Saturday, September 6, 2014

The Story House, Chapter 2 - Doors

The door hardware is from my Granny's Queen Anne Victorian in Fort Smith
Inside view
The window garland is a collection of old linen strung on a satin ribbon
One of the drawbacks to building with salvage from another century is finding the stuff you need. If I wanted new, this little garden shed would be finished by now. You don’t have to go far to shop for new—doors, lumber, hardware, etc., is readily available from the big box stores. But what I’m finding out is shopping for vintage is a journey, an adventure, one that can be as frustrating as it is rewarding. I haven’t always had an appreciation for old things, and I kind of regret that now. but that’s life. You grow and taste’s change. Nowadays I look at the old and see beauty in its scars, the chippy paint, the old dark stains that have soaked into the wood, the tabletop worn down with wiping by a woman, or women, I can imagine, wearing aprons over their dresses. It’s almost as if I can feel an ancestral presence in some of these things, like the old narrow front door I found at a refinishing shop in Houston. My sister found an old narrow screen door in Fort Worth. It had a thick layer of bubbly brown paint, but sanding it down, I uncovered pink, blue and white. It took four hours to get to the right degree of chippy. I think I’m going to add a coat of green the same shade as the siding and gently sand it again. I might wax it with Annie Sloan’s clear wax before I install it. That’s one of the hardest things for me: deciding on the treatment and color. It’s finding that sweet spot between shabby that’s timeless and classic and shabby that’s just junk.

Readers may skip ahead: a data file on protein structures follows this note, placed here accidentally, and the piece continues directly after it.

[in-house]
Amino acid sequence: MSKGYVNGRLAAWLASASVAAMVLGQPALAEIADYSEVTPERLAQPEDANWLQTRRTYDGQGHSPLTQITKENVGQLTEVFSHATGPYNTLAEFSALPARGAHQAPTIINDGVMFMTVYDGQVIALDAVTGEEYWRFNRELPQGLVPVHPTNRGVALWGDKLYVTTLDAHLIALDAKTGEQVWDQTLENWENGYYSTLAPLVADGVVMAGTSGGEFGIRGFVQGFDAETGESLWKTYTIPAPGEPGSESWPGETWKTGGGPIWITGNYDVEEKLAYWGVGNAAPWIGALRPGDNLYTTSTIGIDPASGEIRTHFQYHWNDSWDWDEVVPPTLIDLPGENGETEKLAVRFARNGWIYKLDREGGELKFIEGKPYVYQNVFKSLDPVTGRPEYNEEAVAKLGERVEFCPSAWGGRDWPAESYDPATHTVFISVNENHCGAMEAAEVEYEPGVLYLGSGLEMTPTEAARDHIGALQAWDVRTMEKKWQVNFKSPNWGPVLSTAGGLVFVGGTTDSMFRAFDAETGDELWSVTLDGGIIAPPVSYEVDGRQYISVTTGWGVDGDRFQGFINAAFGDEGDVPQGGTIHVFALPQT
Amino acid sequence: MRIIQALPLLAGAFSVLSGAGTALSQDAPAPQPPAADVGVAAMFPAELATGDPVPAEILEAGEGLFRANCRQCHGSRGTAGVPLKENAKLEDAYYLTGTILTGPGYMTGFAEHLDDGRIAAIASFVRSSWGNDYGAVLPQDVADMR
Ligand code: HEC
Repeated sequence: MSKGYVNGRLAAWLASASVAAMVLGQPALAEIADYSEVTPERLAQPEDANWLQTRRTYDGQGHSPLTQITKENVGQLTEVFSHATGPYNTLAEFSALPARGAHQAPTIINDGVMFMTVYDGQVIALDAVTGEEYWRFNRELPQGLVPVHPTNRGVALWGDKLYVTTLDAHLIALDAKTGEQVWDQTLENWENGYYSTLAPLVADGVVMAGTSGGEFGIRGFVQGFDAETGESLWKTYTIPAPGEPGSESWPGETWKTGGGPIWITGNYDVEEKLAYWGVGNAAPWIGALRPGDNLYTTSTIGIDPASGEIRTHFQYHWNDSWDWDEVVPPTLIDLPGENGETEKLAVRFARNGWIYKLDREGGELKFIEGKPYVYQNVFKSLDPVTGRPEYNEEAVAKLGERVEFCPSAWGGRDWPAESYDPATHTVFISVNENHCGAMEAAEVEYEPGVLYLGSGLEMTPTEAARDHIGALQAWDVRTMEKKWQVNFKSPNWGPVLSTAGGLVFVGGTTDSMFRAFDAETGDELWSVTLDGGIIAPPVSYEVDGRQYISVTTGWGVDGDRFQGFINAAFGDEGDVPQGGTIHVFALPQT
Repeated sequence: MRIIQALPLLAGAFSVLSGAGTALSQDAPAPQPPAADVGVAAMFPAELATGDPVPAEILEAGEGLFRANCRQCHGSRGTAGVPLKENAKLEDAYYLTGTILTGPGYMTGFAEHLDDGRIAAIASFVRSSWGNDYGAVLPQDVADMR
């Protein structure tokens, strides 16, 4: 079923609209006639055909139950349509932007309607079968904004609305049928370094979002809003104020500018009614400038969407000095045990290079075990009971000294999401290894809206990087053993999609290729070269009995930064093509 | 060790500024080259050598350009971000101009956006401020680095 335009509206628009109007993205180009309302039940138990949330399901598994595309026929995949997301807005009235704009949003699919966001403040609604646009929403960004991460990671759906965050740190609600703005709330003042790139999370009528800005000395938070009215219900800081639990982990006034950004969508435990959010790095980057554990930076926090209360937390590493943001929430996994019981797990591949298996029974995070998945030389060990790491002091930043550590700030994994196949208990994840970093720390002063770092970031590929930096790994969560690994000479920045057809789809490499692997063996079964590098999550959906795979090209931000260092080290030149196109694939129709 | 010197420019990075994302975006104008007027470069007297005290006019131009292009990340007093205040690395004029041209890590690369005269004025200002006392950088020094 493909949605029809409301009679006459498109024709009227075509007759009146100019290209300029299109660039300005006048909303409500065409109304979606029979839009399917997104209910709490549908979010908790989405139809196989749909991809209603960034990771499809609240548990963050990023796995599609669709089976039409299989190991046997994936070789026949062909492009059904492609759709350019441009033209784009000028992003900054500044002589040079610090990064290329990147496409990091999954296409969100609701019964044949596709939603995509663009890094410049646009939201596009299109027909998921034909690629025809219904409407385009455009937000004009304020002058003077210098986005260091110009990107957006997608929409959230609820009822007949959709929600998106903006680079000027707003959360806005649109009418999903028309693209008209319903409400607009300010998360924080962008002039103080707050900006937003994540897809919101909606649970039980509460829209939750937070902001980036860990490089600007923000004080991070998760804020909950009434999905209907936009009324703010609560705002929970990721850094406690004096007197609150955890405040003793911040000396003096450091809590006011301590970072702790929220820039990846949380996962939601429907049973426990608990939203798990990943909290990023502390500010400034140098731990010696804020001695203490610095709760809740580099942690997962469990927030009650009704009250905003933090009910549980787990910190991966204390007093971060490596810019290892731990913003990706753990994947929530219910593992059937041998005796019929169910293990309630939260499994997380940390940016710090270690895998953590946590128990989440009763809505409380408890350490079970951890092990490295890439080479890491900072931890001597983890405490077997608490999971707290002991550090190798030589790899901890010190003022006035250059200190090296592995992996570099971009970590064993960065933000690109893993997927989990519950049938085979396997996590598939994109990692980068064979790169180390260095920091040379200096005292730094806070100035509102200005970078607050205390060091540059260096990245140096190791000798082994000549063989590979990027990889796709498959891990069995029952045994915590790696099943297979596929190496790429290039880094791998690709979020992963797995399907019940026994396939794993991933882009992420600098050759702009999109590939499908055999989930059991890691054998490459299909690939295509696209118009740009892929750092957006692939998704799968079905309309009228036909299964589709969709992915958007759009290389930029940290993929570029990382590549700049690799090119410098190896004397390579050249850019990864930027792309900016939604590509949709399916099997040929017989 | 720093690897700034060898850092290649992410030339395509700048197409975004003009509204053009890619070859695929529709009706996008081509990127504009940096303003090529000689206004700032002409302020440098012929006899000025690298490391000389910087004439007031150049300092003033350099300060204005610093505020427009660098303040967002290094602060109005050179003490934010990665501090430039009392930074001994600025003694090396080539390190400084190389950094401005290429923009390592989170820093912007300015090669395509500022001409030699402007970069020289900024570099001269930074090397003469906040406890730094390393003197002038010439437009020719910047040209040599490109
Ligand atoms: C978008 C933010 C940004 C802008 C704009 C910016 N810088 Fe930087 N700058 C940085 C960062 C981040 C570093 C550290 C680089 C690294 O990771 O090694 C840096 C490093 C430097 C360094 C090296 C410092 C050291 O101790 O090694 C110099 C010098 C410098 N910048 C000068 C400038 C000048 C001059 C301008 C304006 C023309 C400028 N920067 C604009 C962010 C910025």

Pocket Door circa 1900

Original hardware except for the crystal knob.
Just the right dressy touch for the
corroded brass plate and lock
Before the Story House, I thought a door was a door. I never imagined when I bought my little old front door, that at only 32” wide, it wouldn’t accommodate bringing in the washer  and dryer, the stove or the fridge. Back in the day, the appliances were so much smaller, along with the people who were shorter for the most part. Doors now are more like 35”. But I love the narrower look, and was determined to keep it. Luckily for me, David, (son and contractor and generally artistic and talented guy) realized the problem and installed a regular-size entry door in the (temporary) garage door wall of the shed, and that’s how the appliances came inside and how they’ll go out when I build my house. I have nightmares when I think what it would have been like on moving day if he hadn’t been so foresighted.

To save on space I decided on a pocket door between the living/kitchen and bedroom areas. Not the usual pocket door from the big box store though, but an old door that would slide across. But this time it had to be wider to fit the customary pocket door frame. I must have looked a hundred old doors, hunting for the right look at the right price and finally found this chippy beauty in Gonzales. Setting it in the track, David and I discovered the nails used to put up the beadboard were so long they impeded the door’s movement. It was a trick reaching in there and either bending them or breaking them off. David did it, though. It’s fantastic how he just makes it happen.

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